From Chris Keating, Hartford Courant:
President Barack Obama and Republican Mitt Romney are locked in a fierce battle across the nation, but that is not the case in Connecticut.
A new poll by the University of Connecticut and The Hartford Courant shows that Obama has opened up a 21 point lead in Connecticut. The president leads Romney 53 percent to 32 percent, with 12 percent of likely voters undecided. The poll of 508 likely voters taken Sept. 11 to 16 has a margin of error of plus or minus 4.4 percentage points.
Meanwhile, an additional UConn/Hartford Courant survey of voters nationwide found Obama leading Romney 46 to 43. The 3 point difference makes the race too close to call because the margin of error is plus or minus 3 percentage points. The poll of 1,186 likely voters shows that 8 percent are undecided in a race that is being fought in battleground states across the country. Other polls released this week show that Obama has been gaining momentum in some swing states at a time when Romney is defending remarks made in a secretly videotaped speech at a fundraiser in Florida.
The UConn/Hartford Courant national poll was taken from Sept. 11 to 18, largely before heavy news coverage this week about Romney’s Florida speech. The remarks have caused a storm of controversy, but Romney has said that he was explaining that Obama has a built-in base of about half the electorate and he, too, expects to receive half the votes in a tight race.
In Connecticut the poll also shows that Obama is running strong across the state, leading by wide margins in the Hartford and New Haven areas. He is leading Romney by 7 percentage points in Fairfield County and Litchfield County–the two counties that traditionally have the largest amount of Republican strength. The last Republican to hold a Congressional seat in the state was Christopher Shays in lower Fairfield County, where he won multiple elections with wide support in the Republican strongholds of Greenwich, New Canaan, Darien and Wilton.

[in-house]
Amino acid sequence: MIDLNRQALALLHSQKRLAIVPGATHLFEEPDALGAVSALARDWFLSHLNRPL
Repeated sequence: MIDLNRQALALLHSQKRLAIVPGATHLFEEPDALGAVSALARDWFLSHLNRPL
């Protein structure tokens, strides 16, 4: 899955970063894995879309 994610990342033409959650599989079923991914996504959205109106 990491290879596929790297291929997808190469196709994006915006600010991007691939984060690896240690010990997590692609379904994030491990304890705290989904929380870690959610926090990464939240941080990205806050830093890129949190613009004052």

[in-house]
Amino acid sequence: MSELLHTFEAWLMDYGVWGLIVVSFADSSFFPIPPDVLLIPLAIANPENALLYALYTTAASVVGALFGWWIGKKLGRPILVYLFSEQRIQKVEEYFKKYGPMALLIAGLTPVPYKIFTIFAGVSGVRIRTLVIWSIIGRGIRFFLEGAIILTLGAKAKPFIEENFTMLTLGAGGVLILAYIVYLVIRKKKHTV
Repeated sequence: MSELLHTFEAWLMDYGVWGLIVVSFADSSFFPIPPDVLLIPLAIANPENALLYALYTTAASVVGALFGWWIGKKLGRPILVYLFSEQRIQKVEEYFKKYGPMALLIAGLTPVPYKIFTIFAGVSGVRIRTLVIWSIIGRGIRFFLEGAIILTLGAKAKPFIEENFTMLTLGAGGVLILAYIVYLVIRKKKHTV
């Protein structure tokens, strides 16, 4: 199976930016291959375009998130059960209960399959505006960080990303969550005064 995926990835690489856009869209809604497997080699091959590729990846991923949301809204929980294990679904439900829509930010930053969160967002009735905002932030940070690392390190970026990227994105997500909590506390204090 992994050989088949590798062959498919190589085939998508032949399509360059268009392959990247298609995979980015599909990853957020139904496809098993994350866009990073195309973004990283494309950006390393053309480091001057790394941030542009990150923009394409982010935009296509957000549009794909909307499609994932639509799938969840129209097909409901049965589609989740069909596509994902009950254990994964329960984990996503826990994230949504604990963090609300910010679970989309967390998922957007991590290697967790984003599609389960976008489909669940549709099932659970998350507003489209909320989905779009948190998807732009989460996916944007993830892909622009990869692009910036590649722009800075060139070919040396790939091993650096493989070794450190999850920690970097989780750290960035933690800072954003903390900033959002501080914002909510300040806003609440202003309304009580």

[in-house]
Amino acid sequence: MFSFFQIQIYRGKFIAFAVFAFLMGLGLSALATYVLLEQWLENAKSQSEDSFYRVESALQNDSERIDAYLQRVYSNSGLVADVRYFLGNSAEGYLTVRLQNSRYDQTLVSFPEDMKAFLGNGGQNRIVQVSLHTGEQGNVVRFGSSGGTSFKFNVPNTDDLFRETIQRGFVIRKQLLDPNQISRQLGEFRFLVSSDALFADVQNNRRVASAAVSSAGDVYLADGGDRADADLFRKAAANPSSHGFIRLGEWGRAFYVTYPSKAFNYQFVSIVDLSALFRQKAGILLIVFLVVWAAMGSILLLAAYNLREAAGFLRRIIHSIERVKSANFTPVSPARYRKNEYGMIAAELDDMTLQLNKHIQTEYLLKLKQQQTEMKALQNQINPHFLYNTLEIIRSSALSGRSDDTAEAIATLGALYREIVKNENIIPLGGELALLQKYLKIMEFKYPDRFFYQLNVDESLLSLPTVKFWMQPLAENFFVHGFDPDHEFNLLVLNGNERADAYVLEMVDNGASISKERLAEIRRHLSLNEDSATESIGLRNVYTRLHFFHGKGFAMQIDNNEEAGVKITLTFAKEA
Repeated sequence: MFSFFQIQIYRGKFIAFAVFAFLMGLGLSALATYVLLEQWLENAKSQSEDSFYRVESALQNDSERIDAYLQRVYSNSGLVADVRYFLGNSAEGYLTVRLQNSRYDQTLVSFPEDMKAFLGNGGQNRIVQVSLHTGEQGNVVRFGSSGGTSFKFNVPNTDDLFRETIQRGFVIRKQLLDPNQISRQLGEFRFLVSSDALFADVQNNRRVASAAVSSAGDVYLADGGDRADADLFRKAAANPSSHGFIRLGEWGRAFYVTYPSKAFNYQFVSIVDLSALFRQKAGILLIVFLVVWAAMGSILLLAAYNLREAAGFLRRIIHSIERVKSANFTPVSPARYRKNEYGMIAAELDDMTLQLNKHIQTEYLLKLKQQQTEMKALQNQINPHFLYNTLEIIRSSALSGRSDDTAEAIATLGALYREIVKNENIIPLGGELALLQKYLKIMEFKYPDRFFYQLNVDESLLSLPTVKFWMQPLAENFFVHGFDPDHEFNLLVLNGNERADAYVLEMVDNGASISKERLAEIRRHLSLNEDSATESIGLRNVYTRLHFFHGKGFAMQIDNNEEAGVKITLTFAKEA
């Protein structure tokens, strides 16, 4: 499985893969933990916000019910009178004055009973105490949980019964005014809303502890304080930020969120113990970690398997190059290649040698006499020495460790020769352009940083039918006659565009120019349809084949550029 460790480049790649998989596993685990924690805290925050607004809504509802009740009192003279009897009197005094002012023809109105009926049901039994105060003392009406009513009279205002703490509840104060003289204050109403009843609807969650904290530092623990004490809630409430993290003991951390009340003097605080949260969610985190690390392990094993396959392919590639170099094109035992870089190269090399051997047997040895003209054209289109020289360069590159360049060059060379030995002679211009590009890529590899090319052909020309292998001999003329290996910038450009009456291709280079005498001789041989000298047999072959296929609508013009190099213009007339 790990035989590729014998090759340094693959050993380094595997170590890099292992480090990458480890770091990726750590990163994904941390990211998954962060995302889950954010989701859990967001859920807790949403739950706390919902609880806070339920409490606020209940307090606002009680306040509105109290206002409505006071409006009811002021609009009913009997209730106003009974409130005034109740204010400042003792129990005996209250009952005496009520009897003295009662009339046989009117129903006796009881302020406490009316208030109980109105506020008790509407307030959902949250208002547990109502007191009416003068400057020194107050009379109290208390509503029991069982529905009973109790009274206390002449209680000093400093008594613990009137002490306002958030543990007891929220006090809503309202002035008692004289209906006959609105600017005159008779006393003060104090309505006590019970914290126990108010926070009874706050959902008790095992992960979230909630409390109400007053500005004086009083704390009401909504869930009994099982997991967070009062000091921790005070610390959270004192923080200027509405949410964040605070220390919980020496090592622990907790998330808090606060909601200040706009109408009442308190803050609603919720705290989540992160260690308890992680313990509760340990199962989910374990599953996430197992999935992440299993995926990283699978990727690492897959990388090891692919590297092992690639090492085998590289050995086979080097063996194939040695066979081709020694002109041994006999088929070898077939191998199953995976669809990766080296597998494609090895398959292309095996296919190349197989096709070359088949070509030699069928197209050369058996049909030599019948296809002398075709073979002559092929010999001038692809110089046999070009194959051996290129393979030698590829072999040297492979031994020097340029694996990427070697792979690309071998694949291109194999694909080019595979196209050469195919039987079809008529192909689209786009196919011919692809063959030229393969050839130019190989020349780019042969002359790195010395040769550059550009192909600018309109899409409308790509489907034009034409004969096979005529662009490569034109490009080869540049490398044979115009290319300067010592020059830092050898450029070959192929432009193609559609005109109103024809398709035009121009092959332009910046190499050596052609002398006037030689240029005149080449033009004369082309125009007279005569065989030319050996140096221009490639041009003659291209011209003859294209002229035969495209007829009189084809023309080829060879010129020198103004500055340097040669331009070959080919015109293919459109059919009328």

“Given that southwestern Connecticut has been a major source of Republican support for so long, it’s surprising that Mitt Romney isn’t doing better with voters there,” said Jennifer Dineen, the poll’s director.
Connecticut has not voted for a Republican for president since 1988, when Vice President George H.W. Bush was the party’s candidate. Obama defeated Republican John McCain by more than 20 percentage points in 2008 in Connecticut, and Democrats say they expect another strong showing this year.
State Republicans were hoping they could convince the Romney campaign that Connecticut was potentially as much of a battleground state as Ohio, Pennsylvania and Florida. But Democrats and national analysts responded that Connecticut, despite a potential solid showing by Romney, would not be voting for a Republican for president this year.
In Connecticut, Romney received support from 84 percent of self-identified Republicans, 68 percent of conservatives and 3 percent of liberals, the poll showed. Romney, the former governor of Massachusetts and the founder of a private equity firm, is also favored by 82 percent of voters who supported McCain and his running mate, Sarah Palin, in 2008. Only 5 percent of Obama supporters favored McCain-Palin.
The Connecticut poll also showed that Obama is supported by 93 percent of liberals, 89 percent of self-identified Democrats, and 21 percent of conservatives.
Regardless of whom they were voting for, 58 percent of those polled said they believe that Obama will win in November and 17 percent said that Romney would emerge victorious.
Full story here.